Money Supply, Quantity, How It's Measured, and Its Impact
How Much Money Is There in the United States?
The money supply is physical cash in circulation plus the money held in checking and savings accounts.
It does not include other forms of wealth, such as investments, home equity, or assets. They must be sold to convert them to cash. It also does not include credit, such as loans, mortgages, and credit cards. People use these as money to improve their standard of living, but they aren't part of the money supply.
How the Money Supply Is Measured
The Federal Reserve measures the U.S. money supply with M1 and M2. The most liquid form of money is M1. It includes currency in circulation. It does not include currency held in the U.S. Treasury, Federal Reserve banks, and bank vaults. It includes all traveler's checks. It includes checking account deposits, including those that pay interest. It does not include checking deposits held in U.S. government accounts and in foreign banks.
M2 includes everything in M1. It adds savings accounts, money market accounts, and money market mutual funds. It includes time deposits under $100,000. It does not include any of these accounts held in IRA or Keogh retirement accounts. The Fed reports on them every week.
M3 includes everything in M2, as well as some longer-term time deposits and money market funds. M4 includes M3 plus other deposits. Some countries' central banks include additional forms of the money supply, although the definitions are vague and differ from country to country.
The Money Supply Is No Longer a Useful Measurement
The money supply traditionally expanded and contracted along with the economy and inflation. For that reason, the economist Milton Friedman said the money supply was a useful indicator.
But in the 1990s, that relationship changed. People took money out of low-interest bearing savings accounts and invested it in the stock market.
M2 fell as the economy and inflation grew. Former Federal Reserve Chairman Alan Greenspan questioned the usefulness of the money supply measurement. He said if the economy were dependent on the M2 money supply for growth, it would be in a recession. For this reason, the Federal Reserve no longer sets a target for the money supply.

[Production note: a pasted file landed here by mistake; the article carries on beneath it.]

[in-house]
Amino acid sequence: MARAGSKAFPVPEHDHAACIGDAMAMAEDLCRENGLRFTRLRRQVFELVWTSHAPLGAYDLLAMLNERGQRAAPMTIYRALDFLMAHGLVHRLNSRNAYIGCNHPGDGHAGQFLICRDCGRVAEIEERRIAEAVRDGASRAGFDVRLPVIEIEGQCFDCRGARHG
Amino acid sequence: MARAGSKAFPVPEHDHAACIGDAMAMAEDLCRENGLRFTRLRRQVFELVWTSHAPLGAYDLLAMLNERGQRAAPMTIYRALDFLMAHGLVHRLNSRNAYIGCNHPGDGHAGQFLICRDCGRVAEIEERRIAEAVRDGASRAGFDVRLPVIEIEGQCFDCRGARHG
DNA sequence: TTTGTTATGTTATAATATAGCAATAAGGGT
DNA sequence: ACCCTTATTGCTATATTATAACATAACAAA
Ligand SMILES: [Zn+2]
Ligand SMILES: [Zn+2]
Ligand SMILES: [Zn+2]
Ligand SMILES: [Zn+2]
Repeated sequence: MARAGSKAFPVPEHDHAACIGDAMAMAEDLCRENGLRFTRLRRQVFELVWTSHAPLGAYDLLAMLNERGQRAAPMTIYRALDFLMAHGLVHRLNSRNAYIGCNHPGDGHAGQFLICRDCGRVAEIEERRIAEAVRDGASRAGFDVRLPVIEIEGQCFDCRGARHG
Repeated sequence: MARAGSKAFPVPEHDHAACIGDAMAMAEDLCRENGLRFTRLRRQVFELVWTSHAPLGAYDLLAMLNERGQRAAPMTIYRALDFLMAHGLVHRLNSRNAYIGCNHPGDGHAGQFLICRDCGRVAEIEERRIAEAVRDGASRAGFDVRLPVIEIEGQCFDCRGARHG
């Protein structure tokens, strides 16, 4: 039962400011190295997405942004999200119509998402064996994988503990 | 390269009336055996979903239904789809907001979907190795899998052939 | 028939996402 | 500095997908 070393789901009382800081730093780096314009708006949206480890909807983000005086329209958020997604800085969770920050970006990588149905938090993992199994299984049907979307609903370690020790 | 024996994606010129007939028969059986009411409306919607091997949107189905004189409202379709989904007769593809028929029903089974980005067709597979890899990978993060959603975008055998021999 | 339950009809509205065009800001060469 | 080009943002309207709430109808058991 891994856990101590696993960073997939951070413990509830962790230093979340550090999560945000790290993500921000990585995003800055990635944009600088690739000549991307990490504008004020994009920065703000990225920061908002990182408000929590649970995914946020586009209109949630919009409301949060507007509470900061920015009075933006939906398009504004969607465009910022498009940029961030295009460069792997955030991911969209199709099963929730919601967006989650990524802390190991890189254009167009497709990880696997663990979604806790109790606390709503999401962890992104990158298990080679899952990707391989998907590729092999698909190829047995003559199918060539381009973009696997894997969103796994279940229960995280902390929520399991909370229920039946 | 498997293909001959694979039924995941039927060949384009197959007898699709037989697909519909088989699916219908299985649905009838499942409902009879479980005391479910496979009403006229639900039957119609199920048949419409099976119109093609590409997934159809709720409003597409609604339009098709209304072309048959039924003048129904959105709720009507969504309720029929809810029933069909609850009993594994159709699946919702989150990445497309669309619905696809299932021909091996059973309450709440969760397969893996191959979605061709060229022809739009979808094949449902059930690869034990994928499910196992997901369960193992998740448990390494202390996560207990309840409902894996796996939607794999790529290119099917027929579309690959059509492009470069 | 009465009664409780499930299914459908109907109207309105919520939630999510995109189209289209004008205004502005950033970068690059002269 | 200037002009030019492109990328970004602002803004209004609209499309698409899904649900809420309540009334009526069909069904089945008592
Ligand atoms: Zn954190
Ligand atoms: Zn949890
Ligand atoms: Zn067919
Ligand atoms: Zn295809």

How Much Money There Is in the United States
In November 2017, M1 was $3.628 trillion. Of that, $2.1 trillion was held in checking accounts. The rest, $1.5 trillion, was cash and traveler's checks. More than $1 trillion is in $100 bills. Another $300 billion is in $20 bills and other lower denominations. There's $300 million in higher-denomination bills that are collectors' items.
Banks don't hold that currency. It's all in circulation. That's $11,000 in cash per household. Most people use debit and credit cards instead of cash. These are probably used by those who don't want their income reported to the Internal Revenue Service. That includes criminals, for whom a briefcase can hold a million dollars’ worth of $100 bills.
Of this, an astonishing two-thirds was held outside of the country. Many emerging market economies use the greenback as a substitute for their volatile currency.
As many travelers know, a $20 bill is good throughout the world.
It could also include those who filed for Social Security disability benefits. An increasing number of people under 60 have done so since the recession. They may be working in underground jobs that only pay cash. That way they don't have to report it to the IRS and lose their benefits.
M2 was $13.785 trillion. Most of it, which amounts to $9.1 trillion, was in savings accounts. Money markets held $702 billion and time deposits held $400 billion. The rest was M1.
Expansion of the Money Supply Does Not Create Inflation
In April 2008, M1 was $1.4 trillion and M2 was $7.7 trillion. The Federal Reserve doubled the money supply to end the 2008 financial crisis. The Fed's quantitative easing program also added $4 trillion in credit to banks to keep interest rates down.
|Year||M2 (trillions)||M2 Growth||Inflation||Business Cycle Phase|
(Source:"Money Stock Measures," The Board of Governors of the Federal Reserve System.)
The Fed's expansion of credit benefited investors instead of consumers. The Fed gave banks the credit to lend to consumers and small businesses. That would have stimulated demand. Banks complained they couldn't find credit-worthy borrowers.
Instead, the Fed's money created a series of asset bubbles. In 2011, investors turned to commodities, sending gold prices to a record high. Investors then switched to Treasury notes in 2012, then stocks in 2013, and the U.S. dollar in 2014 and 2015. Expansion of the money supply is not always one of the causes of inflation. (Source: "Cash Might Be Dethroned, But It Hasn't Gone Away," Barron's, May 18, 2015.)